If this comic strip was to be played out in a time based media such as film or animation or even produced as a stage play would their voice be less important? Think about that before judging a 35 second dialogue as less important than a 60 second dialogue. If converted into a screenplay by standard conventions 1 page approximates 1 minute of onscreen action this comic would also fail the modern implementations of the test playing out at little over half a page. Why use this rule? If they talk, they talk. Some times talking between men in films is short too does that mean it doesn’t happen?

Another thing that can be learned from exhibit ‘A’ is that the protagonist is in no way happy with her test resulting in Alien being the last film she watched noted by the way she places emphasis on Ripley and Lambert’s topic of conversational choice and thus we have been given a clue that the Bechdel test is hardly the be all and end all of feminist film comparisons within the first example of the test itself.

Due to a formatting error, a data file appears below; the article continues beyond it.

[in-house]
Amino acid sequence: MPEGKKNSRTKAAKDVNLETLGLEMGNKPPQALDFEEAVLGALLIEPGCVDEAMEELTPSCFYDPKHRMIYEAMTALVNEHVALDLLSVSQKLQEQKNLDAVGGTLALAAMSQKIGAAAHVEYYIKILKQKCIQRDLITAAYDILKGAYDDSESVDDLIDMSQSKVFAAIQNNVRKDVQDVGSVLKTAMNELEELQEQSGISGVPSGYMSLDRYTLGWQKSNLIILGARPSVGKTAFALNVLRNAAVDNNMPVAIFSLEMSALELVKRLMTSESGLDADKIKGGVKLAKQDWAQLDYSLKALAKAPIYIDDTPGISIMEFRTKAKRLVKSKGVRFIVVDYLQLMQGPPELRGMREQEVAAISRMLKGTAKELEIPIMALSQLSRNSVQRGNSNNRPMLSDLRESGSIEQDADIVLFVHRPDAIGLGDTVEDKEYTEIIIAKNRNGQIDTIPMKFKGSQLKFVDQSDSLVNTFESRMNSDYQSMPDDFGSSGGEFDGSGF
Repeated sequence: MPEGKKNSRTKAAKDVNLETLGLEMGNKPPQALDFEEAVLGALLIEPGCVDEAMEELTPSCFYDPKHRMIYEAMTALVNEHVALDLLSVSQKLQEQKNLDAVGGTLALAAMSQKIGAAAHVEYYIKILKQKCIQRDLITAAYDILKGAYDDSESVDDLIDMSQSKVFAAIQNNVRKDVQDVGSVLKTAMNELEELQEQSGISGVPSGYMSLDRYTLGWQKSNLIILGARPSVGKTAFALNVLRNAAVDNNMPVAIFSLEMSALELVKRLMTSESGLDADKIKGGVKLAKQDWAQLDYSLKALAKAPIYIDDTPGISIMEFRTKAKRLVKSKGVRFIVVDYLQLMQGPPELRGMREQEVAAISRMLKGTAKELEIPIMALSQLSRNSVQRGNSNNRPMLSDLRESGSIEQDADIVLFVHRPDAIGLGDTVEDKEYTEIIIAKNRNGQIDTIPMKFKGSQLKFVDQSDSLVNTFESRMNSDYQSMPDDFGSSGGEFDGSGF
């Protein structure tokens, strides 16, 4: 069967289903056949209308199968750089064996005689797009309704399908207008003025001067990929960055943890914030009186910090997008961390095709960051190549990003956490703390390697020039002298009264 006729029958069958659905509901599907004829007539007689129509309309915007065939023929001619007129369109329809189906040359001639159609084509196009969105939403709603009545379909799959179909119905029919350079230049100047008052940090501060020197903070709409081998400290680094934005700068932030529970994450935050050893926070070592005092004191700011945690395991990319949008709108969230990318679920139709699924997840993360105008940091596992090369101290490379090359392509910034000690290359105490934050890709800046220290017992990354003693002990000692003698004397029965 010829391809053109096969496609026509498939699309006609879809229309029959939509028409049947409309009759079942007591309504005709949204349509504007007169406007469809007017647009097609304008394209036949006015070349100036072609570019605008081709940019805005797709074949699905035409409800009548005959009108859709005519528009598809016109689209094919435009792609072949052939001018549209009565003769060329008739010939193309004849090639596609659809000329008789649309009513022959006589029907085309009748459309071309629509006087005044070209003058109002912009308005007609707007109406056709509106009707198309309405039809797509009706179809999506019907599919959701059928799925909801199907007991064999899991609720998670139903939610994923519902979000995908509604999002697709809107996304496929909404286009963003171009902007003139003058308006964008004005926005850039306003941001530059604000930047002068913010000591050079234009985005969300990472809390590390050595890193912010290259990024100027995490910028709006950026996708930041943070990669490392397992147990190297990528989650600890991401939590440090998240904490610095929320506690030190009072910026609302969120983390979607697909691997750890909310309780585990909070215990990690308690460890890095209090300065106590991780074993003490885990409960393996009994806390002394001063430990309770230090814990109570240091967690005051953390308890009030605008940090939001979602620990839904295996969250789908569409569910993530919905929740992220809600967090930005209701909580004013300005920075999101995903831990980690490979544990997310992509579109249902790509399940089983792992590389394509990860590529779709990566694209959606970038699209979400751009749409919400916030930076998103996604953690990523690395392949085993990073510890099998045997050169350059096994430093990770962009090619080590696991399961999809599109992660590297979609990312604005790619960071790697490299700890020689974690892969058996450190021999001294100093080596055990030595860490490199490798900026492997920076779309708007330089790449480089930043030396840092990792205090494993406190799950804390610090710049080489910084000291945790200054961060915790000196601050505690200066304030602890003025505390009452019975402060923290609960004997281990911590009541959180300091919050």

Further, this website has no author (that I can find). Is it moderated or is it a wiki? Do these reviews and counter opinions get read or count for anything? Do the icons get changed to a different one based on evidence presented? And if not, why not? Is it really some thing I should be bothering to continue using/wasting my time with? Essentially if the reviews, opinions and evidence presented doesn’t count for anything then this really is just some ones opinion and since there is no name connected to the website (that I can find) it is a completely anonymous genderless opinion... Oh, the irony!... or perhaps it is the OP who's opinion needs to be swayed. Which is a really strange way to run a database website to be honest... but, in which case...

Dear OP. please read all above... and then change the icon to a pass on all three points of the Bechdel test. Kthnkzbai!

Message posted on 2014-06-16 07:45:08
neil (webmaster) said:
I've updated the rating from 2/3 to 3/3.
Message posted on 2014-06-17 05:53:00
Dan said:
Nailed it!
Message posted on 2014-06-18 02:48:32
Shan said:
As has been already stated in the comments, the original Victoria clearly has a two way exchange of dialogue about the mission with the real Sally at mission control in the flashback.

So this movie definitely meets all three criteria for the test.
Message posted on 2015-10-26 04:19:16